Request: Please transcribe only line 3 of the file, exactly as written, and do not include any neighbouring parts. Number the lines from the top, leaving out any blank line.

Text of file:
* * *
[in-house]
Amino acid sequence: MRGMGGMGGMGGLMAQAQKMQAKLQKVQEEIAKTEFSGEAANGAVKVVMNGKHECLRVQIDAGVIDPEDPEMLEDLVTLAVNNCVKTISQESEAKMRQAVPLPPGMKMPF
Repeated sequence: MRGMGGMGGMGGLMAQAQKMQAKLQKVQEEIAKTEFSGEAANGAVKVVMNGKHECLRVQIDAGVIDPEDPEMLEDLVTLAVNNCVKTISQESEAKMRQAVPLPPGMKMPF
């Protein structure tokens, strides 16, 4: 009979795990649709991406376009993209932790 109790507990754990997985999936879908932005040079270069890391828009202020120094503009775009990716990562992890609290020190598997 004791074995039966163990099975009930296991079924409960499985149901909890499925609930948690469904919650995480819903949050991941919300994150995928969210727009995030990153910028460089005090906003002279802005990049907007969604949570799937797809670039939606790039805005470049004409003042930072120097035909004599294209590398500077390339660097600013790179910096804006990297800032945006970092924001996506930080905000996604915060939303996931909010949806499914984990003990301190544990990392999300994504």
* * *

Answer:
Repeated sequence: MRGMGGMGGMGGLMAQAQKMQAKLQKVQEEIAKTEFSGEAANGAVKVVMNGKHECLRVQIDAGVIDPEDPEMLEDLVTLAVNNCVKTISQESEAKMRQAVPLPPGMKMPF